Buying a ticket to see a film called Extraterrestrial brings with it a lofty set of expectations. You expect sci-fi, you expect action and most of all you expect to see aliens. Nacho Vigalondo‘s second feature film says screw that. His Extraterrestrial has an alien invasion in it but it’s there only to put a new spin on the romantic comedy, a spin only the man behind Timecrimes could create. Incredibly, Extraterrestrial feels almost as layered as that film, but instead of multiple levels of time-travel, this features multiple levels of lies, laughs and love. It’s a wonderful, almost screwball, comedy that does pretty much everything right.

Extraterrestrial begins with Julio (Julián Villagrán) waking up with little memory of what we can only assume was a wild night of drinking and fornicating. He’s in the apartment of the lovely Julia (Michelle Jenner) and neither have much idea of what happened or what to do next. What is apparent, though, is that the streets are empty, the phones aren’t working, and there’s a giant spaceship covering their city.

Parallels to Independence Day were probably to throw the audience off the scent. The ships are very similar to those in Roland Emmerich’s 1996 blockbuster but all comparisons stop there. Instead of worrying about any aliens, Julio is more worried about a major crush he’s developing on Julia. The two bicker, banter, and things start to get even more wild when Julia’s creepy, jealous neighbor Angel (Carlos Areces) stops by as well as her long-time boyfriend Carlos (Raúl Cimas). Julio and Julia know they have some secrets to keep and each begins to pile lies on top of lies to keep them. If some of those lies just happen to deal with the fact there’s an alien spaceship outside, then it makes it all the more amusing.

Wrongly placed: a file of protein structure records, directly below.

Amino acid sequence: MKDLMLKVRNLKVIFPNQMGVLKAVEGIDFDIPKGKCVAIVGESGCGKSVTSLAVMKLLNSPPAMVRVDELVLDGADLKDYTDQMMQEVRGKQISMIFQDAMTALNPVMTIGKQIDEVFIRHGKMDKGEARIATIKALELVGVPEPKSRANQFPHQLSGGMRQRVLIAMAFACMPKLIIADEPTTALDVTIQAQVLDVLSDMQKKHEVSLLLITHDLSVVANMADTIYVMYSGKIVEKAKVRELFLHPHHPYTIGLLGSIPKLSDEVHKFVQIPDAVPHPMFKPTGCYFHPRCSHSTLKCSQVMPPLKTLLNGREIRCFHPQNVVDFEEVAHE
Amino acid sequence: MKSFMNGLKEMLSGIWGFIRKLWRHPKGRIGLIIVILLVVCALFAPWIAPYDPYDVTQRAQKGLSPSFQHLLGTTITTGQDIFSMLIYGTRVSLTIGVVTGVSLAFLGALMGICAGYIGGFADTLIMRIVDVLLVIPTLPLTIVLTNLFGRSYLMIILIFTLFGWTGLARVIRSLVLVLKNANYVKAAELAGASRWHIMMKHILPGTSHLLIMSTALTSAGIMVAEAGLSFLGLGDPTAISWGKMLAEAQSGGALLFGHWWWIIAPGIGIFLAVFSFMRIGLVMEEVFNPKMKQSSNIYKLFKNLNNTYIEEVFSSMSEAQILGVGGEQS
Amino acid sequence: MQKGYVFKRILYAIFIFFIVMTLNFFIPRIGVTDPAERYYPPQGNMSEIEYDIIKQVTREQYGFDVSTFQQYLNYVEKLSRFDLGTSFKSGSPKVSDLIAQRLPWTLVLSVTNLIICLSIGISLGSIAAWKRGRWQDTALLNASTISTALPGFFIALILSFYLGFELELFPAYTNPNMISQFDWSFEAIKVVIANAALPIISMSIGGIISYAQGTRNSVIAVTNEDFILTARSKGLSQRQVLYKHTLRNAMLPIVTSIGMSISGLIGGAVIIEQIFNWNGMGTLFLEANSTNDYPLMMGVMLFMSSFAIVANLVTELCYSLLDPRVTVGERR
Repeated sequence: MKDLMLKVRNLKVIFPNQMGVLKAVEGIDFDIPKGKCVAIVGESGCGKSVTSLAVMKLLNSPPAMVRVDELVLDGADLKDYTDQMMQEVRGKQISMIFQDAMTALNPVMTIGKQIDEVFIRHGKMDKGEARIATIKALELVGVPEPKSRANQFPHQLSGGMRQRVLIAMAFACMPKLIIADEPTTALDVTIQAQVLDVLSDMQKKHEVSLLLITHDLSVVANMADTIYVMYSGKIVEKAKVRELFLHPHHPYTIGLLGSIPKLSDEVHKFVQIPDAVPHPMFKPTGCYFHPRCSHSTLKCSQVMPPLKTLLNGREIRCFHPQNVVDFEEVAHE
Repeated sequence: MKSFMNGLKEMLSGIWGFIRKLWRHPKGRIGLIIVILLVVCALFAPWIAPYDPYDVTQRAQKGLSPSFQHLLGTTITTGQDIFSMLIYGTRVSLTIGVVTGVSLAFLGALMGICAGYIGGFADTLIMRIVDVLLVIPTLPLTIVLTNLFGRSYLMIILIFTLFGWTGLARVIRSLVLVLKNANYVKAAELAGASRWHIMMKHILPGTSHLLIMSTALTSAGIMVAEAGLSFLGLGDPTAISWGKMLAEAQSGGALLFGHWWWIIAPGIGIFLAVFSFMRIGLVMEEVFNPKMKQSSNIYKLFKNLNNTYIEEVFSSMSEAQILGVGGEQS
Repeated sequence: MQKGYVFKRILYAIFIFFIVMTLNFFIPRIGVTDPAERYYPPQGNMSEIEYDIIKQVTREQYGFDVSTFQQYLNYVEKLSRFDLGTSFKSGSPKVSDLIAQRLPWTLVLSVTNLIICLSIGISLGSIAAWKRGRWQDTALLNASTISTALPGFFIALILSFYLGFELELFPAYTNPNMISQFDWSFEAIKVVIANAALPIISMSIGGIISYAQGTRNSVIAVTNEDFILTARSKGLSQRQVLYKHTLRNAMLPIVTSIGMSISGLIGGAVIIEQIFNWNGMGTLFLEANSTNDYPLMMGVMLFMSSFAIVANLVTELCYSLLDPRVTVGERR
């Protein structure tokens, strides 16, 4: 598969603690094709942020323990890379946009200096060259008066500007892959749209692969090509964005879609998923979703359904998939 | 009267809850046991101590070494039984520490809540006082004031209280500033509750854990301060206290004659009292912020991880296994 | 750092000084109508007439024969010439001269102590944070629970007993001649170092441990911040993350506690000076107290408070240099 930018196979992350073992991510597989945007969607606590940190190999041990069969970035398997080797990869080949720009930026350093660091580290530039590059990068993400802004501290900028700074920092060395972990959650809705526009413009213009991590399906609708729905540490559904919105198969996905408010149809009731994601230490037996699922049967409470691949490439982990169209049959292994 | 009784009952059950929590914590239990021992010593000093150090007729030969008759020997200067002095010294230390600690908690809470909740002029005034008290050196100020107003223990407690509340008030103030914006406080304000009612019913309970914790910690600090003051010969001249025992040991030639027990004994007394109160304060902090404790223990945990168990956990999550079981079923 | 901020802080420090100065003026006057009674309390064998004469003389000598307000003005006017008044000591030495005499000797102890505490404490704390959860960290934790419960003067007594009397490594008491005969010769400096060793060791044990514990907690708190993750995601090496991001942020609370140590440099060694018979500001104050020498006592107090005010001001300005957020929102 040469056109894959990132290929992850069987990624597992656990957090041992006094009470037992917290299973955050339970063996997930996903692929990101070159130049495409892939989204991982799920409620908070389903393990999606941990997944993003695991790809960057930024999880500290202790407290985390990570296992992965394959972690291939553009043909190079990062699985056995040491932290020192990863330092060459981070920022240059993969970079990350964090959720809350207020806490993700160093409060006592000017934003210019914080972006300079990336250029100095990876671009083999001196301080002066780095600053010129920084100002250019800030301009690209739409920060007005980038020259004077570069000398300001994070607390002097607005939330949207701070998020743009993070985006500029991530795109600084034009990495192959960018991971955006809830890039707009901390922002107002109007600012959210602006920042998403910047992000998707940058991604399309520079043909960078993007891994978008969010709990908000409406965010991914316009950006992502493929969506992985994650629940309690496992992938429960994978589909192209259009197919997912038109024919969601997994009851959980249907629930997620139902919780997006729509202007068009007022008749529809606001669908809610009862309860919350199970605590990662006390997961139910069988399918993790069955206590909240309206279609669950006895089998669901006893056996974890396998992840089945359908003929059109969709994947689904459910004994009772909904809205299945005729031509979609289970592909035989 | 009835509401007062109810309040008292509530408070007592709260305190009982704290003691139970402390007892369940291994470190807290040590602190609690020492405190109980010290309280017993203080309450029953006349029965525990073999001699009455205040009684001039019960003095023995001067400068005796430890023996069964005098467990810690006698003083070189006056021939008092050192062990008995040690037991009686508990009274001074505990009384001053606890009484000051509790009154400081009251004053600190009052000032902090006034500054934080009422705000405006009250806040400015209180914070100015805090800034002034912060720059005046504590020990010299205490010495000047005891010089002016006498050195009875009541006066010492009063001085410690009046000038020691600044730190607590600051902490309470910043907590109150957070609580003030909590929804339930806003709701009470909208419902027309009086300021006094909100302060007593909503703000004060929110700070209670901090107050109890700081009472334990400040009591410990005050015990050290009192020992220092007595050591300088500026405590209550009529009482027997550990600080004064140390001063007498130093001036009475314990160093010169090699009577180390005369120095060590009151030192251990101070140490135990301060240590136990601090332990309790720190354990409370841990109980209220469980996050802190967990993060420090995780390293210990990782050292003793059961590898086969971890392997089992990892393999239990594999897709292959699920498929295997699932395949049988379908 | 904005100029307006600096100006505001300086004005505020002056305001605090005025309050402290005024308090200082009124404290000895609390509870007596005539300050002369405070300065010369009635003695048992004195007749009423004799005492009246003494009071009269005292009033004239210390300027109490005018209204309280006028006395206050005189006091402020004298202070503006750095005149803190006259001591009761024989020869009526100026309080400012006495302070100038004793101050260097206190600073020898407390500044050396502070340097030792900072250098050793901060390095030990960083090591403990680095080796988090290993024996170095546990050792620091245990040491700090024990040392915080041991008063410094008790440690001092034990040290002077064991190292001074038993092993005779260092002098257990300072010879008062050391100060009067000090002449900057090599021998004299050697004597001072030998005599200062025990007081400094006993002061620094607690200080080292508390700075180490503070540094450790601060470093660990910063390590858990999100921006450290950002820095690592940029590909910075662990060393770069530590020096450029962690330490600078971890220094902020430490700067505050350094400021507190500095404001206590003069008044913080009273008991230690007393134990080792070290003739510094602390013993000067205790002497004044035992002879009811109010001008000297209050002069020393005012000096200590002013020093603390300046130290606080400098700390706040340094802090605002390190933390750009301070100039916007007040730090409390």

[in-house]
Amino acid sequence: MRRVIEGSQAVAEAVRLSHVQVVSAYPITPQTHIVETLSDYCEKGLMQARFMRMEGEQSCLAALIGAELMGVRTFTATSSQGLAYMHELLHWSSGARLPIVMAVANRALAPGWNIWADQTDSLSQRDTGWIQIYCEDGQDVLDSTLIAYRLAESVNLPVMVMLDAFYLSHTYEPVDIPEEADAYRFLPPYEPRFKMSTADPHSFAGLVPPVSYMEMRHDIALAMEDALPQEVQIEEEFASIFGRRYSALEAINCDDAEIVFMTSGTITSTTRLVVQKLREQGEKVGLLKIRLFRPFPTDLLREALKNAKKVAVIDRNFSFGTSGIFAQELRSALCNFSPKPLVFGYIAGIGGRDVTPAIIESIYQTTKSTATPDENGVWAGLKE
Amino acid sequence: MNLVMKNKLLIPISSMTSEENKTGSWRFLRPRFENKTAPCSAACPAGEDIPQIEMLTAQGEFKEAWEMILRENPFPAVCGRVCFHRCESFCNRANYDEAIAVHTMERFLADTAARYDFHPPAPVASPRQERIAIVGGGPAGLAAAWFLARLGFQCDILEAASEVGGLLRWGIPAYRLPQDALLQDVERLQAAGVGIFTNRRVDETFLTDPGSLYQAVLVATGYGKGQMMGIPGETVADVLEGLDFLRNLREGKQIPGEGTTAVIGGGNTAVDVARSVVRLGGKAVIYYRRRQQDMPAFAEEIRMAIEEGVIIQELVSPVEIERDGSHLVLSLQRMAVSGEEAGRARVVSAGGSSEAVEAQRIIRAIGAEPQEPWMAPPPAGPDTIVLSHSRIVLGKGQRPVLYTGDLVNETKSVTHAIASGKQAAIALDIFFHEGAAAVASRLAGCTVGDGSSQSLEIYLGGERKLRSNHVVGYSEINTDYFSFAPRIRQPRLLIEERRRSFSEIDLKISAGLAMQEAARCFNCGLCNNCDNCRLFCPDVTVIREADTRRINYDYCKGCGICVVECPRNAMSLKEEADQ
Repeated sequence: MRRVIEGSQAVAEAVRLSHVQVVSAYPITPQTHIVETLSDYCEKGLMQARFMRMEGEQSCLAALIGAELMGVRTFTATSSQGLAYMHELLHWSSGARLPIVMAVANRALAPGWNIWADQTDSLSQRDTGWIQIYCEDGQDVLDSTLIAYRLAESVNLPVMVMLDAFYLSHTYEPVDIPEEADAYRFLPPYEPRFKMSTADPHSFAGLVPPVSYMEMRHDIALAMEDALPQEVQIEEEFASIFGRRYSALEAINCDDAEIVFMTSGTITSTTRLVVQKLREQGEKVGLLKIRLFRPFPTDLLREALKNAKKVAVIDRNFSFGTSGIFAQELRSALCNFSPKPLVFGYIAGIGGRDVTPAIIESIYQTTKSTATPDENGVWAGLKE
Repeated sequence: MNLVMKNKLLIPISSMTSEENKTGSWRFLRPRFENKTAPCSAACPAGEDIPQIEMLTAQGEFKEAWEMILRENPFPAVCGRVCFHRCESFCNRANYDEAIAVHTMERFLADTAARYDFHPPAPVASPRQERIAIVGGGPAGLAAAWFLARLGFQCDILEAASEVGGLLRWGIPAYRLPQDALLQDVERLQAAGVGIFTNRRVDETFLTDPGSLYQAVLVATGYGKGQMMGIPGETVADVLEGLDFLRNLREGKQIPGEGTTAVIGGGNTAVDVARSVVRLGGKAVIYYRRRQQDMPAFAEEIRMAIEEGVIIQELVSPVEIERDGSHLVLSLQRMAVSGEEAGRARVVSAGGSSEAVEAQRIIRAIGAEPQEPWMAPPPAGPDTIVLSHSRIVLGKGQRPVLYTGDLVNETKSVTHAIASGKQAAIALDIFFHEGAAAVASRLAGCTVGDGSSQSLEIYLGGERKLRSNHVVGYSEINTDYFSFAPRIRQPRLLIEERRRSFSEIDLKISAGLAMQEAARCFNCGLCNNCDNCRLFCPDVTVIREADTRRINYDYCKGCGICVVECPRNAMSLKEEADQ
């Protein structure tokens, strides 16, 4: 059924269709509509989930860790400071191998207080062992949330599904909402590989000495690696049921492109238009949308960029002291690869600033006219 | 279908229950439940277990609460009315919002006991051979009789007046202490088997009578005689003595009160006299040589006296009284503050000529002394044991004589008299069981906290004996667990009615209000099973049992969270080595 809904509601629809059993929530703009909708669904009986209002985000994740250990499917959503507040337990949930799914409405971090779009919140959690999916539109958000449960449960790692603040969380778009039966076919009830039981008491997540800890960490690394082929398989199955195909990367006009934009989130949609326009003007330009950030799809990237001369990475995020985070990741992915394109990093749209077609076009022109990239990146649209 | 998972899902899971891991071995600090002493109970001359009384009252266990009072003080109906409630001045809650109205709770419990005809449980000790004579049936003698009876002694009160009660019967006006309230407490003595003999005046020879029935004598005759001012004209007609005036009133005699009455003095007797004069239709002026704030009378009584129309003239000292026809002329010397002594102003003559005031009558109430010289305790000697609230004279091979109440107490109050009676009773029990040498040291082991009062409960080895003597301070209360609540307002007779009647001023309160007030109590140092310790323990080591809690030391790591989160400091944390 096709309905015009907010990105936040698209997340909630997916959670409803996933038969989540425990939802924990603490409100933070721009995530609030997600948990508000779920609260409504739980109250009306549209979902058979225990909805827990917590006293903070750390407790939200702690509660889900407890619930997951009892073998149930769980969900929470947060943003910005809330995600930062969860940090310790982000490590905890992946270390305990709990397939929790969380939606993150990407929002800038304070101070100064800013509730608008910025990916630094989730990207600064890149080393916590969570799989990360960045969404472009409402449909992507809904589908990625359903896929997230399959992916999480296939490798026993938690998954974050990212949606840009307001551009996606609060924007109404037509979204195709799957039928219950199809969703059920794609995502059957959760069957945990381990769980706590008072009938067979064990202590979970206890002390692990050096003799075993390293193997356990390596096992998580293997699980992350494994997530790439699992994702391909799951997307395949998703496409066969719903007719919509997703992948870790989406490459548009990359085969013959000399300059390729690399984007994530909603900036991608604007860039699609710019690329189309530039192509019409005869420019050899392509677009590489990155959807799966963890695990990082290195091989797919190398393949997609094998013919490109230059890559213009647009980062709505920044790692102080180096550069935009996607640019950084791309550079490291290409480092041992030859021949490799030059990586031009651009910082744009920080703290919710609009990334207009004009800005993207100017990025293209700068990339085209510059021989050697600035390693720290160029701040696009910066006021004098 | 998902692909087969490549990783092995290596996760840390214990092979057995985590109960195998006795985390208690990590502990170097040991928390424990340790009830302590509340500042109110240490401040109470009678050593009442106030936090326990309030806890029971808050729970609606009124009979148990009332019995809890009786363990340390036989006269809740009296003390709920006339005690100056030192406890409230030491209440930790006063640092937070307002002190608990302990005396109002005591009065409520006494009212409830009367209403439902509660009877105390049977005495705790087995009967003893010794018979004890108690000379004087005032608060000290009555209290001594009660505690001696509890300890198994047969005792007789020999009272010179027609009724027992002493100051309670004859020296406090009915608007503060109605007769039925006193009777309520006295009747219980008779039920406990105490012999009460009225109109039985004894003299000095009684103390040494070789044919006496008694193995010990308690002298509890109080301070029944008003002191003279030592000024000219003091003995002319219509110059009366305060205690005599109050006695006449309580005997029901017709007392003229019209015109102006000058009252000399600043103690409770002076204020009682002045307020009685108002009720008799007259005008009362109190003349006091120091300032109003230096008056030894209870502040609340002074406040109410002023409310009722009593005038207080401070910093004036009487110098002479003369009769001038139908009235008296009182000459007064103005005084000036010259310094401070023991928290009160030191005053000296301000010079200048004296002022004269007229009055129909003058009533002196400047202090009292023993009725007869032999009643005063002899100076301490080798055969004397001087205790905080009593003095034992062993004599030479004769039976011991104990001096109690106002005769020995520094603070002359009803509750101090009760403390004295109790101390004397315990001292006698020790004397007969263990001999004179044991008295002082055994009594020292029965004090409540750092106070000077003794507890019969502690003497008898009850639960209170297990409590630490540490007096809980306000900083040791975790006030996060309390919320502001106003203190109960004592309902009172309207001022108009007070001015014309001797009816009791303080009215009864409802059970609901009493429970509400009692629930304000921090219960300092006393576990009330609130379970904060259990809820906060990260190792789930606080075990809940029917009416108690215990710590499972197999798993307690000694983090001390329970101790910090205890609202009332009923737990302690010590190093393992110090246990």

Vigalondo’s pitch-perfect dialogue, logic and ability to make the dumbest thing seem logical is what sings throughout Extraterrestrial. Most of the time, the aliens don’t even matter, it’s all about how everyone in one apartment can live with each other when they’re all in love with the same woman. The details and situations this creates surprise from scene to scene and the script actually takes the audience into each character’s reactions to those situations to show why it might make sense for one, but no sense to another. And throughout all of this, Extraterrestrial remains constantly funny and smart.

The one thing it doesn’t do like most romantic comedies is wear its heart on its sleeve. That’s usually a good thing but a little cheesy romance would have done this movie good. There’s an attempt, but it feels a little sterile. Still, one minor slip up in a film this charming and rewarding is understandable. After all, Extraterrestrial is only Nacho Vigalando’s sophomore effort. There’s much more to come.

/Film Rating: 8 out of 10

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About the Author

Germain graduated NYU's Tisch School of the Arts Cinema Studies program in 2002 and won back to back First Place awards for film criticism from the New York State Associated Press in 2006 and 2007.

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